NICOSIA, Cyprus — President Reuven Rivlin flew to Cyprus Tuesday to mark 70 years since the closure of British detention camps on the island for Jews trying to reach Palestine after World War II.
He was to visit a monument in Nicosia dedicated to the 2,200 children of Holocaust survivors who were born in British colonial camps there between 1946 and 1949.
Rivlin also held talks with Cyprus President Nicos Anastasiades.
Cyprus and Israel aim to upgrade relations, “especially on energy, security, economy, tourism, research and innovation,” tweeted Anastasiades.
Rivlin said cooperation between Israel and Cyprus on intelligence, security and terror prevention has made the Mediterranean “much, much safer.”
After the talks Tuesday with Anastasiades, he said Israeli-Cypriot security ties “have never been better” with the two countries’ navies and commando units sharing “space, knowledge and experience.”
He added that the focus of the neighbors’ strategic partnership, which includes Greece, is developing the East Med gas pipeline that “could be one of the greatest underwater projects in the world.”
The envisioned pipeline would carry natural gas from deposits in the eastern Mediterranean to Europe via Greece and Italy.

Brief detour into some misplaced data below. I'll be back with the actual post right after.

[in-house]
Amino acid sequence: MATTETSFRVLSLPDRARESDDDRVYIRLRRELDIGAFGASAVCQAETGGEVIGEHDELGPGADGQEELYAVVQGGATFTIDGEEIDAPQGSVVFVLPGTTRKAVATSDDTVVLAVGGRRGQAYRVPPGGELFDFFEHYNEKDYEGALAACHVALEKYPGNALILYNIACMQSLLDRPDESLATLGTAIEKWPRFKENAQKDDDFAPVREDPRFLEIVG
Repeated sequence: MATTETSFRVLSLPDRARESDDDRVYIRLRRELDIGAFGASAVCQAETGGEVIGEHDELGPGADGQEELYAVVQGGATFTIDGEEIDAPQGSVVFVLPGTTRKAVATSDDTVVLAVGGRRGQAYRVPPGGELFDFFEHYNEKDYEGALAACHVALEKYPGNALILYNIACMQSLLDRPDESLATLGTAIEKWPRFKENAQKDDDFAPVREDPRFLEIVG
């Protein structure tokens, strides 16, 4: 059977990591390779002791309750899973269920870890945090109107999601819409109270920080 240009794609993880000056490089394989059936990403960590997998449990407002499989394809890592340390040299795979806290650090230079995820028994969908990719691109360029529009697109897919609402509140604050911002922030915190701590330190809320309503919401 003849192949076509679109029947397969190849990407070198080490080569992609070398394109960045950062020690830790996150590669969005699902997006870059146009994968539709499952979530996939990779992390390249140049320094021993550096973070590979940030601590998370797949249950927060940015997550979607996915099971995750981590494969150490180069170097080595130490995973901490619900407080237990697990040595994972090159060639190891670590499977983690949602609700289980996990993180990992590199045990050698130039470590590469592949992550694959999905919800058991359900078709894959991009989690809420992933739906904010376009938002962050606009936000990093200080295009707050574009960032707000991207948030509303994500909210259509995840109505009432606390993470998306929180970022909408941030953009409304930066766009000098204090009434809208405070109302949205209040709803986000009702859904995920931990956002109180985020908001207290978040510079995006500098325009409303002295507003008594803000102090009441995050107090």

Rivlin said energy cooperation in the eastern Mediterranean could also benefit Egypt, Jordan and the Palestinians. He added that the Israel-Cyprus-Greece partnership could be expanded.
Britain, the colonial power in both Cyprus and Palestine at the time, detained on Cyprus about 52,000 Jews fleeing Europe in the wake of the Holocaust who were attempting to reach the soon-to-be-declared state of Israel, most of them young orphans, and housed them in tents.
The monument is situated at a present-day army camp that was known as the British Military Hospital.
Those detained had been intercepted at sea by British Mandate authorities as they approached Palestine, and were held in 12 camps on the island.
The camps were closed a year after the 1948 establishment of Israel.
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